Devin Dearing Preston: NYC writer, playwright, and storyteller

Father of mine,

July 22, 2011

Its summer here in New York. The heat is cooking us slowly and reminding me of Texas and our weekend trips to the pool.

The long bike rides to the WAC. The hours spent splashing around while you laid out in the sun, covered in oil, listening to am talk shows or was it baseball games on your mini portable radio, oblivious of our tricks and stunts to steal your attention. Praying that you would get hot enough to get in the water and throw me off of your shoulders or let me win a race to the other side. Wait patiently for a “word from our sponsor” to swindle you out of yet another mini lesson in how to dive properly.

“Not like that, Dev. Tuck yer head!” I knew if I did it wrong a few times, the lesson might last a little longer.

“Like this dad?”

“That’s better. Watch yer sister. She’s a natural.” you’d say, and flop over to let the sun paint your broad back brown to match.

The memories are a little fuzzy. Faded like all of our pictures from that time, the shape and sentiment of the experience the only thing remaining. I still feel drawn to the pool side on days like today. Not to improve my tan, lord knows. That’s a goal I gave up on in high school. Your rich olive complex yet another thing you failed to give me. Mom’s ivory skin makes my ventures back to the pool cluttered with bottles of super strong sunscreen, hats the size of Manhattan and cover-ups that would make any Florida retiree jealous.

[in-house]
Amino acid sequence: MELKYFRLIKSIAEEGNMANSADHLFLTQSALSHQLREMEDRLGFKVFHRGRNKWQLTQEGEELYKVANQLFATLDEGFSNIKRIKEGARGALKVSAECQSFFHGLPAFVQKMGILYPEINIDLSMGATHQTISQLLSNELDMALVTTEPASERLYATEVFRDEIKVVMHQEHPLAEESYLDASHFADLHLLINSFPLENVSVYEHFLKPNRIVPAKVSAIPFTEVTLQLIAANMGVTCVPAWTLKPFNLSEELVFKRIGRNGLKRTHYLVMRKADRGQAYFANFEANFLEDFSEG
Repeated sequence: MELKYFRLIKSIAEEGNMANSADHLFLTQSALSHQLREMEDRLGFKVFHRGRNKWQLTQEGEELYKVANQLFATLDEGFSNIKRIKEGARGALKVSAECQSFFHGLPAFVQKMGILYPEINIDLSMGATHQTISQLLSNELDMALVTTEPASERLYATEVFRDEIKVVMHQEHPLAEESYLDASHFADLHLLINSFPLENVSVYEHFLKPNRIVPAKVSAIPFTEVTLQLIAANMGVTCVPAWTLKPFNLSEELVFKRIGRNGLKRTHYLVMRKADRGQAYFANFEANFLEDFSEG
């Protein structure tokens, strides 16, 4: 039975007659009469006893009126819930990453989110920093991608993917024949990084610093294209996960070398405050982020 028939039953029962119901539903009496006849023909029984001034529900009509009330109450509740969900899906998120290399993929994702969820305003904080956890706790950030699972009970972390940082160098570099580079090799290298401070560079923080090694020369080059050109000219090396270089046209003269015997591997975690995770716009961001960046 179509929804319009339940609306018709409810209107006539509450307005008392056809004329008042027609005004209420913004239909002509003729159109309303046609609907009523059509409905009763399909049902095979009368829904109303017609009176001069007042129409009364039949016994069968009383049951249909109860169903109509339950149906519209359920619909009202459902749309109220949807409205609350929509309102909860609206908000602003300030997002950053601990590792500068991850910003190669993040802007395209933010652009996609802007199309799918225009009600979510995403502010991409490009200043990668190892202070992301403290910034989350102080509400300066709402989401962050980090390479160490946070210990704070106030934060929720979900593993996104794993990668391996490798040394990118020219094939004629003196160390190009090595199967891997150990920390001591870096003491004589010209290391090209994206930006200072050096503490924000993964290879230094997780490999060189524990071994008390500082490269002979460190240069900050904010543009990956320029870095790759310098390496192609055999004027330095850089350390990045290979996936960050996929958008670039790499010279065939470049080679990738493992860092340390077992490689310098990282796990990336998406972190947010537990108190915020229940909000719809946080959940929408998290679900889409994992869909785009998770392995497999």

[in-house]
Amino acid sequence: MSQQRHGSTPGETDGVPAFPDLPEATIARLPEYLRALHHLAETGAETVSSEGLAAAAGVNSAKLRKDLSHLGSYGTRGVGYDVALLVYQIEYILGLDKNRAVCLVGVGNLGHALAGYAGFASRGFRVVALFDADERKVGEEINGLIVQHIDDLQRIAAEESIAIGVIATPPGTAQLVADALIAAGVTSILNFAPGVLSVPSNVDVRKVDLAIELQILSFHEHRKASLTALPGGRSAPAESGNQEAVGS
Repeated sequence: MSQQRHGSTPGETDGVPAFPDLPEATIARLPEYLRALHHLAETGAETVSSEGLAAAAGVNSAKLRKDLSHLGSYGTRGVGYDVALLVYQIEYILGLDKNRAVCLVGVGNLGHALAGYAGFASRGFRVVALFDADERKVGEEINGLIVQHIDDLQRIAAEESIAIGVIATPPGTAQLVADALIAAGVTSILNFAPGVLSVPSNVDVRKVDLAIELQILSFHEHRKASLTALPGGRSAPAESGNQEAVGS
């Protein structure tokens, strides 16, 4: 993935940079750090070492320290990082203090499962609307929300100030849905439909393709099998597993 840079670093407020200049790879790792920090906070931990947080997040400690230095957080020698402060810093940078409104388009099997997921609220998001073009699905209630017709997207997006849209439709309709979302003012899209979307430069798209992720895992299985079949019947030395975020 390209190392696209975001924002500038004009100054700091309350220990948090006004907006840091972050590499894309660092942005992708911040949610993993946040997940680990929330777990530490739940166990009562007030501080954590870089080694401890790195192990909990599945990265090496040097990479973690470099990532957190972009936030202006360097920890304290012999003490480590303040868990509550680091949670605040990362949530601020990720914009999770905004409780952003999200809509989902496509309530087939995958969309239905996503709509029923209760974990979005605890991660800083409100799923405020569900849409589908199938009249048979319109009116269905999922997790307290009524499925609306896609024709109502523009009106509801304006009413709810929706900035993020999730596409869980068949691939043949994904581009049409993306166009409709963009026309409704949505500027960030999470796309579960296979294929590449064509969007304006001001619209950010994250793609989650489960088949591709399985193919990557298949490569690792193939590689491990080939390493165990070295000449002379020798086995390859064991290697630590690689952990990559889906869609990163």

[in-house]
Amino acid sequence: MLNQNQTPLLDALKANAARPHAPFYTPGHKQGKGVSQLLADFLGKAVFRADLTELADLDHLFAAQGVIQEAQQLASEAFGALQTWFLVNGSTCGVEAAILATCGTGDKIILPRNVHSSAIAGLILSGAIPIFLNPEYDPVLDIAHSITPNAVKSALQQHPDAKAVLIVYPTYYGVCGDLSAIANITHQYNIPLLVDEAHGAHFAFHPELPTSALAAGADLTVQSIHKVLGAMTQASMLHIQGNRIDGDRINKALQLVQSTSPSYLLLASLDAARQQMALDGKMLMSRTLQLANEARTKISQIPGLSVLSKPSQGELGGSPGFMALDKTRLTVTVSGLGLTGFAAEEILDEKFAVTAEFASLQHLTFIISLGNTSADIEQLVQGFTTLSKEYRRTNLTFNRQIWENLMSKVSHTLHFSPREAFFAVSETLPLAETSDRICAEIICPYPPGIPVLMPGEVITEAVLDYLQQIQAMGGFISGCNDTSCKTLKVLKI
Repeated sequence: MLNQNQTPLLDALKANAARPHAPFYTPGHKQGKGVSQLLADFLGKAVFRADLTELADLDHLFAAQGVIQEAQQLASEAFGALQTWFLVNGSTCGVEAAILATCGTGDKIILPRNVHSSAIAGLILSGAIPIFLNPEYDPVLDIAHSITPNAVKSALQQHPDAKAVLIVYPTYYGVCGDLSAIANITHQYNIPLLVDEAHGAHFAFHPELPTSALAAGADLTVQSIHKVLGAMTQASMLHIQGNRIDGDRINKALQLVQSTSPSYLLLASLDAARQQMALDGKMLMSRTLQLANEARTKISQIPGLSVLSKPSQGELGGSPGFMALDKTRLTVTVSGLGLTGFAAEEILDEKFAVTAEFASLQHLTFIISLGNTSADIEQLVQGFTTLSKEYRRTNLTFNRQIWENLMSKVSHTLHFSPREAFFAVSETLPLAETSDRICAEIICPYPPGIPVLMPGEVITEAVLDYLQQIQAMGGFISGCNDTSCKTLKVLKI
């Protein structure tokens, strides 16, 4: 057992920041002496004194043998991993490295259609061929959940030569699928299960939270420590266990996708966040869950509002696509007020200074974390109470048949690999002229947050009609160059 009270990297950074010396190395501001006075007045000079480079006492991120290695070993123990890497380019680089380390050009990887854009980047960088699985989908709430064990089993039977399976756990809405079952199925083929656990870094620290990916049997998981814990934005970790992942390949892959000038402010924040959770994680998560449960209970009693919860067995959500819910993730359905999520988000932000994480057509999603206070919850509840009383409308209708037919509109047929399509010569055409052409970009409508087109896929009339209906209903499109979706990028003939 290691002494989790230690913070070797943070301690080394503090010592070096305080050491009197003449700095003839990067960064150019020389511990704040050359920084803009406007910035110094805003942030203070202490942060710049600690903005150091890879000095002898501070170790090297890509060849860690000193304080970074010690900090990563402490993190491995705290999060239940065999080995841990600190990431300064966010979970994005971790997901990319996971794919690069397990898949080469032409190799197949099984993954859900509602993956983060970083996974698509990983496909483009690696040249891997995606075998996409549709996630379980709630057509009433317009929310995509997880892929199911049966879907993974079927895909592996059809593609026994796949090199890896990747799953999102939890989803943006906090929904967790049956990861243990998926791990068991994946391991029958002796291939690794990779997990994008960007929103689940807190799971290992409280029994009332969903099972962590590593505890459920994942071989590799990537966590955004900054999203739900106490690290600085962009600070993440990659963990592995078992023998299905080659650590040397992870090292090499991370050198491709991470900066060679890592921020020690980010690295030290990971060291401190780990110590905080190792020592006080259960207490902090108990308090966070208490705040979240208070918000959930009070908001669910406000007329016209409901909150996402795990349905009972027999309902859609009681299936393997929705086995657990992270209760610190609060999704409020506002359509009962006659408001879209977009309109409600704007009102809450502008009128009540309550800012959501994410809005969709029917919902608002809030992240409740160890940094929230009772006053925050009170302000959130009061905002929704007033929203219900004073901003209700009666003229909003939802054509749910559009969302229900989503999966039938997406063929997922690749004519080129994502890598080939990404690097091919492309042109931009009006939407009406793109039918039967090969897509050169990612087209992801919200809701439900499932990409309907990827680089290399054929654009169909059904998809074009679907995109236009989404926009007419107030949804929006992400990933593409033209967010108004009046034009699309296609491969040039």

But I happily load my tote with these things to find myself, gazing into the blue chlorinated, tepid water, overdressed and slightly out of place. But a little closer to you.


Categories: Letters I Will Never Send

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